‘Poderoso,’ and why it still prevails | Inquirer Opinion

‘Poderoso,’ and why it still prevails

There is an Ilonggo term, “poderoso,” that comes from the Spanish word “poder,” which means power. Often, you can hear parents asserting, “Basta ara ka sa akon poder ako ang masunod (while you are under my authority, you have no choice but to follow me).”

Similarly, some people in authority will provide the assurance, “Wala ka guid problema basta ara ka sa akon poder (you will not encounter any problems while you are under my authority).” The term “authority” here can be translated as power. Thus, poder is the influence of someone in a powerful or influential position who can alter any event once you are under their protection.

Power is ubiquitous, as the philosopher Michel Foucault once stated, and is usually wielded by people in authority. Politicians are fond of using poder to influence decisions. Consequently, politicians and those around them become poderoso or powerful. This often leads to name-dropping, such as “sabi ni Mayor,” or “ito yung gusto ni Mayor.” This is not limited to government, but also extends to schools and uniformed personnel. As you may have noticed, we often hear reported speech like “ang sabi ni ma’am,” “gusto ni principal ng ganito,” “ito ang masusunod, sabi ni Presidente,” or “ito ang order ni General,” and so on.

This pattern of name-dropping can be interpreted as symbolic violence, as individuals leveraging connections or associations with prestigious names assert dominance and credibility in social interactions. This can also be a practice that reinforces existing power structures and emphasizes the hierarchical nature of social relations. That is why you can hear people saying “kilala ako ni Mayor,” or more recently, “pamangkin ako ni Major General.”


People in the margins are also fond of name-dropping the politicians they helped during elections. One of the reasons people sell their votes during elections is the connection they think they’ve made when that politician assumes power. Thus, people connected to politicians have an edge over others in terms of being accommodated for government positions. Similar to aspiring teachers who want to get a permanent post in the Department of Education, they seek the help of the mayor as the mayor has this “closeness” to the principal, and the principal can’t say “no” to someone who helped get the mayor elected.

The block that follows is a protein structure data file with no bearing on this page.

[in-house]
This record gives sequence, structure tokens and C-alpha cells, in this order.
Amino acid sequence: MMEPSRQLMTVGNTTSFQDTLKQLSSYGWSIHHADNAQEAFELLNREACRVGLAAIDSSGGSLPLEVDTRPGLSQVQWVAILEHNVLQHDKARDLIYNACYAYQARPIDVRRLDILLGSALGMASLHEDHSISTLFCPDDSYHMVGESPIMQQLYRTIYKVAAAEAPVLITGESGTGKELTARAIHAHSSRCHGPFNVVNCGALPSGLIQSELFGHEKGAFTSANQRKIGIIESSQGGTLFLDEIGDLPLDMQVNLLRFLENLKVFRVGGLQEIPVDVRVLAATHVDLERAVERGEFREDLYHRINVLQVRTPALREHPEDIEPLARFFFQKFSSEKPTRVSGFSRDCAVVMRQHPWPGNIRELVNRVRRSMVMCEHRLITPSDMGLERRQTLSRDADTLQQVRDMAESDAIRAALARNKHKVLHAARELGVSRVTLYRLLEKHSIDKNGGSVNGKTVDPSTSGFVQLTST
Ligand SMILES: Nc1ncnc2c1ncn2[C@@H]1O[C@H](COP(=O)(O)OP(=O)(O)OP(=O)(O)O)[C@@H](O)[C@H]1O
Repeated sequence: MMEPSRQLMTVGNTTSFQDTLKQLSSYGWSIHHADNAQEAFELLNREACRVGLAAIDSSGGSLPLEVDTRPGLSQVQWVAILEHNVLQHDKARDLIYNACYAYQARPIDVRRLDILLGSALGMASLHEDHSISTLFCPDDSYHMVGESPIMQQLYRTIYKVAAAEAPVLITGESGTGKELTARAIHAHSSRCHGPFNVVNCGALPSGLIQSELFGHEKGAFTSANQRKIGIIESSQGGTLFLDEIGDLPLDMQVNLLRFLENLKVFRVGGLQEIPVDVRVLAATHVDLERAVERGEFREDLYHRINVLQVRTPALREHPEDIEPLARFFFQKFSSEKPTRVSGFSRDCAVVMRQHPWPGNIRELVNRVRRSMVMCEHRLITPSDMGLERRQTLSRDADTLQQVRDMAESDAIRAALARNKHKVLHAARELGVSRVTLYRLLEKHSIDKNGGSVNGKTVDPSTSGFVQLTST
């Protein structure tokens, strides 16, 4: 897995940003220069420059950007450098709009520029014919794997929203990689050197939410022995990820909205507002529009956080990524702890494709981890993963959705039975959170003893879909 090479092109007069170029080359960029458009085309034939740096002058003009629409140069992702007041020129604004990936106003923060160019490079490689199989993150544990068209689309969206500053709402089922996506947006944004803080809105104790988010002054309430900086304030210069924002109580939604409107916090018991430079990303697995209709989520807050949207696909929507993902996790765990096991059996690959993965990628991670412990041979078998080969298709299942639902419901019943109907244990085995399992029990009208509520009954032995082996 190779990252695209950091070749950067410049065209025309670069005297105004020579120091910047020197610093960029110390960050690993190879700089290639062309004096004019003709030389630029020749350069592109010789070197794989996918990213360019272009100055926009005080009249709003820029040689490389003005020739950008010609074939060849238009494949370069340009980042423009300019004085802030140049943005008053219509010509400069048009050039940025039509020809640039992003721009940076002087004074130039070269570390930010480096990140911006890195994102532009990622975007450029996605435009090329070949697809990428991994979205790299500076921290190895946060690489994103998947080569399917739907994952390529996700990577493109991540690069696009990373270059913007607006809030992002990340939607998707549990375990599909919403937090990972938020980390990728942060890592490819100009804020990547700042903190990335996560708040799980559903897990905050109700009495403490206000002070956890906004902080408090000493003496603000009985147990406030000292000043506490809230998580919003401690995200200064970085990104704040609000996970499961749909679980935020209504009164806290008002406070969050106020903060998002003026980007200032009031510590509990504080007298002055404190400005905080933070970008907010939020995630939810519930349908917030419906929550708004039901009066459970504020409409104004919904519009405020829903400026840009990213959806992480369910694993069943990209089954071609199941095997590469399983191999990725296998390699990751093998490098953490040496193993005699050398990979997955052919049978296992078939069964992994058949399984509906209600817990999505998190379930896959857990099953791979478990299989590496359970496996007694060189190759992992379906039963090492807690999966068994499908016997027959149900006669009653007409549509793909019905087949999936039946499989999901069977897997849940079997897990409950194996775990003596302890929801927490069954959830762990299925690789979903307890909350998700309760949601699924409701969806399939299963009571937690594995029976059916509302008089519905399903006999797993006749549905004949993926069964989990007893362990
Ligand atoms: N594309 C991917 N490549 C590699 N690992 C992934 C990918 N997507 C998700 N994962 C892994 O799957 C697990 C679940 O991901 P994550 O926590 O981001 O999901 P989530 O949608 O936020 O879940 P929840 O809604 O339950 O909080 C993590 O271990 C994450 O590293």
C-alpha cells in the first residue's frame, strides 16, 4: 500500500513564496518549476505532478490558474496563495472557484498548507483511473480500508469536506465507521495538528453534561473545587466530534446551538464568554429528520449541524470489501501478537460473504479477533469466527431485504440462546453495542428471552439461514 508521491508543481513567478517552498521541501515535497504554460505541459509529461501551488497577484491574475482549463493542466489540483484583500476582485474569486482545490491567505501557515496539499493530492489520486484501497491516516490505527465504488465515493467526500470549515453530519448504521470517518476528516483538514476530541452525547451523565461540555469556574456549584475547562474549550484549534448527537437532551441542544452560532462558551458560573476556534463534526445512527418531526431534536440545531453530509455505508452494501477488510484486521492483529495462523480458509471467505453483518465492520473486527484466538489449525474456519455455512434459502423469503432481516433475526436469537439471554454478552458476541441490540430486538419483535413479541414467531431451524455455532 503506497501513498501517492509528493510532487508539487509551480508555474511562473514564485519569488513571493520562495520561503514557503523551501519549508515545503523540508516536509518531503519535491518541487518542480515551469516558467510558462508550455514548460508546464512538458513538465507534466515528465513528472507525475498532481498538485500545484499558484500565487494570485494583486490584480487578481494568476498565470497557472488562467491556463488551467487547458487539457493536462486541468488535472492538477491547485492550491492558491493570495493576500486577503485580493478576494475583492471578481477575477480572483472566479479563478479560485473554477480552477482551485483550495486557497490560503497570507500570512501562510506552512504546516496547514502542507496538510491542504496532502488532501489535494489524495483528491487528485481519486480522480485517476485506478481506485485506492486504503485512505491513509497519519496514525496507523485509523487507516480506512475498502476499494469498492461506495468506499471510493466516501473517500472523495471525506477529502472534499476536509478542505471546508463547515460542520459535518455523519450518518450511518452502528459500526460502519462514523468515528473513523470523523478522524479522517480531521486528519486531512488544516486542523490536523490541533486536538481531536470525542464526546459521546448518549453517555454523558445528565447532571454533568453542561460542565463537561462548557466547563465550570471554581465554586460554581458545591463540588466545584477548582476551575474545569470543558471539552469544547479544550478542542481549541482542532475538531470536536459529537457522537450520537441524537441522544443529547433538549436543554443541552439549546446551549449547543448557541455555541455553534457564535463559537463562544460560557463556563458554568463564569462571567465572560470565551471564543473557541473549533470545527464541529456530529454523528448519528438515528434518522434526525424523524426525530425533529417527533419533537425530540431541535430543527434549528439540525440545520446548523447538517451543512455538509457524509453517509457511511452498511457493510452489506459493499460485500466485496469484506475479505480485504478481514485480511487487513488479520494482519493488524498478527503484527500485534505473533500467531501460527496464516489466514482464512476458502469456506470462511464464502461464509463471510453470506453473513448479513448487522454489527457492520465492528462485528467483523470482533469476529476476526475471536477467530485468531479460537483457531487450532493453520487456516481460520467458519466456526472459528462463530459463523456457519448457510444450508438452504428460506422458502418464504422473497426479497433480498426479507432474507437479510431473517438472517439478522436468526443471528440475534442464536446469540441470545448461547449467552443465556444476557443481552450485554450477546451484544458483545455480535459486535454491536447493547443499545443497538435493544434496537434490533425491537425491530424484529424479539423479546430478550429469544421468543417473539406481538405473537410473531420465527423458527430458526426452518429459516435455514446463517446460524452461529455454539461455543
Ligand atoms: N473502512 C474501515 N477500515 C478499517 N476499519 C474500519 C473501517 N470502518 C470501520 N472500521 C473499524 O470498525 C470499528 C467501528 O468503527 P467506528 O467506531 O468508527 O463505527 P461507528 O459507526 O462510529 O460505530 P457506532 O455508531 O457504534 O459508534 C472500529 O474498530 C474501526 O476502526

When power is used to take advantage of a position or connection to circumvent the law, or gain favor, it is called “waslik poder,” which can be roughly translated as “power tripping.” Apollo Quiboloy used waslik poder because he has many connections in government; even the Philippine National Police and the National Bureau of Investigation cannot find him, a puzzler answered by his connection to the former president.

At the height of the drug war under the previous government, the police justifying the killings as “utos ng Presidente,” can be viewed as waslik poder since they know someone in power has their back should they get in trouble. In the heyday of Red-taggers Lorraine Badoy-Partosa and Jeffrey Celiz, they were doing waslik poder since they were backed by the state.

This phenomenon creates a symbiotic relationship: the one who uses the name and the one whose name is used. Both can ask for favors. This system perpetuates social inequalities. But given the limited resources available, the problem will continue to prevail with no sign of abating.



Sensei M. Adorador is with the faculty of the College of Education at the Carlos Hilado Memorial State University in Negros Occidental. He is a member of the Congress of Teachers and Educators for Nationalism and Democracy.

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TAGS: name dropping, Power

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